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Open Access

Spatial proteomic and phospho-proteomic organization in three prototypical cell migration modes

Proteome Science201412:23

https://doi.org/10.1186/1477-5956-12-23

Received: 19 December 2013

Accepted: 25 April 2014

Published: 1 May 2014

Abstract

Background

Tight spatio-temporal signaling of cytoskeletal and adhesion dynamics is required for localized membrane protrusion that drives directed cell migration. Different ensembles of proteins are therefore likely to get recruited and phosphorylated in membrane protrusions in response to specific cues.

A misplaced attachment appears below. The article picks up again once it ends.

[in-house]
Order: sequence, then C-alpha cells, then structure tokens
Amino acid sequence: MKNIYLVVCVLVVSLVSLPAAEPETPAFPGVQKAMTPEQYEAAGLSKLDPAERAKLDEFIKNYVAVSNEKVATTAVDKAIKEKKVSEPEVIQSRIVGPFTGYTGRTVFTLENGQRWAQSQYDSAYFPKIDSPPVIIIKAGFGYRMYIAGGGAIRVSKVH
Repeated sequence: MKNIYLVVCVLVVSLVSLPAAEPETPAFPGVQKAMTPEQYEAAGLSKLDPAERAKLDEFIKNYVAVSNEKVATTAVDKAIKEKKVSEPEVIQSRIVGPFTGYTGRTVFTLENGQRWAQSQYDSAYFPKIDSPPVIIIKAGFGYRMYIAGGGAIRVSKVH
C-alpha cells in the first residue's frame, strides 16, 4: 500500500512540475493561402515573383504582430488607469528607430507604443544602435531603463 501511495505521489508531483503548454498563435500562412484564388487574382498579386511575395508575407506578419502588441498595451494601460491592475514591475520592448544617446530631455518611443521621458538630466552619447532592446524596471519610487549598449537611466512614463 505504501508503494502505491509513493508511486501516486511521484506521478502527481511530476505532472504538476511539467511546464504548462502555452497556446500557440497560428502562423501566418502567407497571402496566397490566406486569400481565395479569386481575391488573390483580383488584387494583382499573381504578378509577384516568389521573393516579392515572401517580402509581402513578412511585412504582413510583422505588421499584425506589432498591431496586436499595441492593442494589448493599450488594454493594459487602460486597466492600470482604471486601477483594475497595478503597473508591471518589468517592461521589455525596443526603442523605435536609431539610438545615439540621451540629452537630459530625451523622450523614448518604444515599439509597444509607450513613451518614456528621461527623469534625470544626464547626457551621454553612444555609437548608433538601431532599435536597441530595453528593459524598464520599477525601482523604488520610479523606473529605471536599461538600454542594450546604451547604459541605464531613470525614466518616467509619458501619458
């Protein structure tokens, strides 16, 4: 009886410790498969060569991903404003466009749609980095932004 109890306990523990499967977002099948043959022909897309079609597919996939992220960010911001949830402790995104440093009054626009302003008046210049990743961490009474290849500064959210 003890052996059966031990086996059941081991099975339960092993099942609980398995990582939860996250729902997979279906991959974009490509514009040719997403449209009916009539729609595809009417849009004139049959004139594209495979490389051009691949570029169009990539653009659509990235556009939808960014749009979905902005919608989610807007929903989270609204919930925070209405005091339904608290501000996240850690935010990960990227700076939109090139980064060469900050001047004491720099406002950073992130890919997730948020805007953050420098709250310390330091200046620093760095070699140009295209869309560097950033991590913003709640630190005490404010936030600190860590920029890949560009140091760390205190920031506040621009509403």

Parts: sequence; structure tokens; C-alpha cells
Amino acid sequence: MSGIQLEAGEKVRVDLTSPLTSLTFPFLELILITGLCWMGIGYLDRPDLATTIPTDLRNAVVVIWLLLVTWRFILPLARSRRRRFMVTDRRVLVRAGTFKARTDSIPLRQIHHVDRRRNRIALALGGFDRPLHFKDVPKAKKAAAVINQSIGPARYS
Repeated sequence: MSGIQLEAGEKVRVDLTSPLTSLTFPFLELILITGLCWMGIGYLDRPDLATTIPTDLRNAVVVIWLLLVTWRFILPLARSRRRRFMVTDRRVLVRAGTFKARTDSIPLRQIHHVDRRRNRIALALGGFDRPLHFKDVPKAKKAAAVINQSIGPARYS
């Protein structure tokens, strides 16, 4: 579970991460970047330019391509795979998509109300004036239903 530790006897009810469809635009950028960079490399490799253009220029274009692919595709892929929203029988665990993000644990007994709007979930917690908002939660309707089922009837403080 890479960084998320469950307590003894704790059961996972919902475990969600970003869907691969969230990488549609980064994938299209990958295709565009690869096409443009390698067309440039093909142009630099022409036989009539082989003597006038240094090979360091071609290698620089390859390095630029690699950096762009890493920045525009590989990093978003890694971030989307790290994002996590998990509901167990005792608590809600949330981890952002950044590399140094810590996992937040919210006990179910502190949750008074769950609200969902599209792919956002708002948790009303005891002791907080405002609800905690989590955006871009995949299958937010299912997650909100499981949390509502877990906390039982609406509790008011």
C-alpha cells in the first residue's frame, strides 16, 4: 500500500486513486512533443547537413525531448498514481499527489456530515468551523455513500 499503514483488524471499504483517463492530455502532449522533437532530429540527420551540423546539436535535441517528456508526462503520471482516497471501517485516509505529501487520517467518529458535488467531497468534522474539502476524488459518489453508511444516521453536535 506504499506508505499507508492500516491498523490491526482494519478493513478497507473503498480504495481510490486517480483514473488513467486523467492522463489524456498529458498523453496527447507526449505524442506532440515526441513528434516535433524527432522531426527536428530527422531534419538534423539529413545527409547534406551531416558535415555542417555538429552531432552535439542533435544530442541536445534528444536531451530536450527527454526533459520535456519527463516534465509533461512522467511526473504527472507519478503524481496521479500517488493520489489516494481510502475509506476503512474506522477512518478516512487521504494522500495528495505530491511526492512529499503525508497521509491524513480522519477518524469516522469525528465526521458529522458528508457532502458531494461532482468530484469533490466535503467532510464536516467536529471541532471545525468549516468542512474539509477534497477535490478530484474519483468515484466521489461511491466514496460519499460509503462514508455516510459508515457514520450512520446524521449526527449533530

Results

Here, we use an assay that allows to biochemically purify extending protrusions of cells migrating in response to three prototypical receptors: integrins, recepor tyrosine kinases and G-coupled protein receptors. Using quantitative proteomics and phospho-proteomics approaches, we provide evidence for the existence of cue-specific, spatially distinct protein networks in the different cell migration modes.

Conclusions

The integrated analysis of the large-scale experimental data with protein information from databases allows us to understand some emergent properties of spatial regulation of signaling during cell migration. This provides the cell migration community with a large-scale view of the distribution of proteins and phospho-proteins regulating directed cell migration.

Keywords

FibroblastDirectional cell migrationSignalingProteomicsPhosphorylation

Background